Penfolds is probably the most extraordinary of the world’s wine brands with an enviable reputation for quality at every price level. The original Penfold was an English doctor who, in 1844, planted grapes at Magill, now a suburb of Adelaide. However, it was not until the late 1940s that Penfolds began to forge a reputation for red wine.
The Penfolds house style emerged from a fortified wine producing culture and evolved as a winemaking philosophy which has had a profound effect on the entire Australian wine industry. Many of the techniques initially adopted to make Penfolds Grange would become part of the wider Penfolds winemaking culture. The number of techniques employed in the research and development of Penfolds wines is astonishing. Max Schubert and his team pioneered: major advances in yeast technology and paper chromatography; the understanding and use of pH in controlling bacterial spoilage; the use of headed down/submerged cap fermentation and the technique of rack and return; cold fermentation practices; the use of American oak as a maturation vessel and perhaps most critically, partial barrel fermentation. Nowadays, the use of American oak and barrel fermentation for instance is considered traditional Barossa winemaking practice!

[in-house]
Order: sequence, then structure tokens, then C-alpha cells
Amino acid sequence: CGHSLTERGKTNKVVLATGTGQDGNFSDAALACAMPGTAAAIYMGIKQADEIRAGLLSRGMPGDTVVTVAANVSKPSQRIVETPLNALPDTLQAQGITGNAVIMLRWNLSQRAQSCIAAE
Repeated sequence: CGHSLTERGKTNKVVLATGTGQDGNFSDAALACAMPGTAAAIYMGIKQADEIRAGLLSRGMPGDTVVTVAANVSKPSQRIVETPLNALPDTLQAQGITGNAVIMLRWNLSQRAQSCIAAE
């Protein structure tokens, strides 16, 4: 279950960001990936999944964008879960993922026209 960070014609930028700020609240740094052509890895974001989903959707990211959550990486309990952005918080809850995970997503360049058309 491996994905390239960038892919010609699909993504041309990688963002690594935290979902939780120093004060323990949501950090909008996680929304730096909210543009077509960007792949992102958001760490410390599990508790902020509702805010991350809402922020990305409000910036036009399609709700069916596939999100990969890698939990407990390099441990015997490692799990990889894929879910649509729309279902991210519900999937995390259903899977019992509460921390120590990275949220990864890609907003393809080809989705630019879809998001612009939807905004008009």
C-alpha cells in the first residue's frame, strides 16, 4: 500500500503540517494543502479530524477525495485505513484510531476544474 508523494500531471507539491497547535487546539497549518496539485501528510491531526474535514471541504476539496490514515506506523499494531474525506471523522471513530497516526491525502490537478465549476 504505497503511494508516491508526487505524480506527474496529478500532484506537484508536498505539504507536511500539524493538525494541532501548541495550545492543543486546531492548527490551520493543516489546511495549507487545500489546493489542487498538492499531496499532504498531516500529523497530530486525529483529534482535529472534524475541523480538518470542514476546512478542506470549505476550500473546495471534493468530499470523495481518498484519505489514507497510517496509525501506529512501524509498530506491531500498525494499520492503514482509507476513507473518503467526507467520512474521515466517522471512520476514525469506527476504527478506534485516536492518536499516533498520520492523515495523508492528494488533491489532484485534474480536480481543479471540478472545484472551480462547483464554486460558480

Today, Penfolds house style embraces the concept of multi-regional blending, optimum fruit quality, the use of fine-grained American or French oak, barrel fermentation and maturation. Overall, the Penfolds style is about highly-defined fruit aromas, fruit sweetness, ripe tannins, richness, power and concentration. The number of iconic wines that have emerged from the Penfolds stable over the years is remarkable. Bin 389 a Cabernet Shiraz blend released in 1960 is now considered the quintessential Australian wine blend. Bin 128 Coonawarra Shiraz and Bin 28 Kalimna Shiraz released in 1962 pre-empted the contemporary enthusiasm for regional definition by about 25 years. Improved vineyard management, site selection and winemaking brought about subsequent releases of Bin 707 and Bin 407 Cabernet Sauvignon. The Penfolds Wine Making Philosophy is the accumulation of more than half-a-century of knowledge and winemaking practice initiated by Max Schubert and subsequently refined by Don Ditter, John Duval and Peter Gago. Their collective commitment to multi-regional and vineyard blending contributed to a consistency of style and quality that has cemented Penfolds reputation as the foremost producer of premium age-worthy red wines in Australia.